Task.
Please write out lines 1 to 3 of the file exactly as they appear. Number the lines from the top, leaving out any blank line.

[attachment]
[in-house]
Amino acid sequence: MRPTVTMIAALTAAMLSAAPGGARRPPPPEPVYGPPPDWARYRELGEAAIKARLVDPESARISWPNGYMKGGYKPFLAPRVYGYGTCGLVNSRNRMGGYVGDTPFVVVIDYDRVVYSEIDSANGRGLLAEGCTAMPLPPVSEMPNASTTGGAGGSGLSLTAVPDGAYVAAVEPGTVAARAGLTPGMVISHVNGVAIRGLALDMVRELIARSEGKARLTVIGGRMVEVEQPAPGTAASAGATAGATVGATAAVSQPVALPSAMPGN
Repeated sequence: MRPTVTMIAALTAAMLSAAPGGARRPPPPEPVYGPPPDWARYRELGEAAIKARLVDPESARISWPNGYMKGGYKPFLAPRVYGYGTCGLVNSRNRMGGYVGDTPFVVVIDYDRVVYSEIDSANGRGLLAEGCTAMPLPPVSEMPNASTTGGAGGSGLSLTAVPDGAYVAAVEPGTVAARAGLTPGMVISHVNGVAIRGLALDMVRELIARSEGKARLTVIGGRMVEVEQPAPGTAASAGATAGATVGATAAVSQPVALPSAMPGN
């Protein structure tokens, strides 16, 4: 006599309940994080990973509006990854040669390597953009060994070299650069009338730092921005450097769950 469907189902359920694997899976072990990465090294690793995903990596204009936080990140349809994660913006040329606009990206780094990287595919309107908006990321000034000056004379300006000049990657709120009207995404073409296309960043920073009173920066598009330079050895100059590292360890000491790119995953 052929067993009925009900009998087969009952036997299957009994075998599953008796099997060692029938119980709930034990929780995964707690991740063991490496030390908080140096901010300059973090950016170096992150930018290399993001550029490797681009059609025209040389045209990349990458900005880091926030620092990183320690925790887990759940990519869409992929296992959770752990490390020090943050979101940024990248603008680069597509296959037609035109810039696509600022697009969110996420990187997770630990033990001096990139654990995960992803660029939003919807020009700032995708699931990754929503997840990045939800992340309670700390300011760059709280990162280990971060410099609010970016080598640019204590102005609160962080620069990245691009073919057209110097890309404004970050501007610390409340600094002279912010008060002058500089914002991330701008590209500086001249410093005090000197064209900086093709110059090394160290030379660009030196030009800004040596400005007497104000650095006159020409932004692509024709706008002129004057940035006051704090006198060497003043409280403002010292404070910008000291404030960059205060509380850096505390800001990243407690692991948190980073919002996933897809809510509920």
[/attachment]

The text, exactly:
[in-house]
Amino acid sequence: MRPTVTMIAALTAAMLSAAPGGARRPPPPEPVYGPPPDWARYRELGEAAIKARLVDPESARISWPNGYMKGGYKPFLAPRVYGYGTCGLVNSRNRMGGYVGDTPFVVVIDYDRVVYSEIDSANGRGLLAEGCTAMPLPPVSEMPNASTTGGAGGSGLSLTAVPDGAYVAAVEPGTVAARAGLTPGMVISHVNGVAIRGLALDMVRELIARSEGKARLTVIGGRMVEVEQPAPGTAASAGATAGATVGATAAVSQPVALPSAMPGN
Repeated sequence: MRPTVTMIAALTAAMLSAAPGGARRPPPPEPVYGPPPDWARYRELGEAAIKARLVDPESARISWPNGYMKGGYKPFLAPRVYGYGTCGLVNSRNRMGGYVGDTPFVVVIDYDRVVYSEIDSANGRGLLAEGCTAMPLPPVSEMPNASTTGGAGGSGLSLTAVPDGAYVAAVEPGTVAARAGLTPGMVISHVNGVAIRGLALDMVRELIARSEGKARLTVIGGRMVEVEQPAPGTAASAGATAGATVGATAAVSQPVALPSAMPGN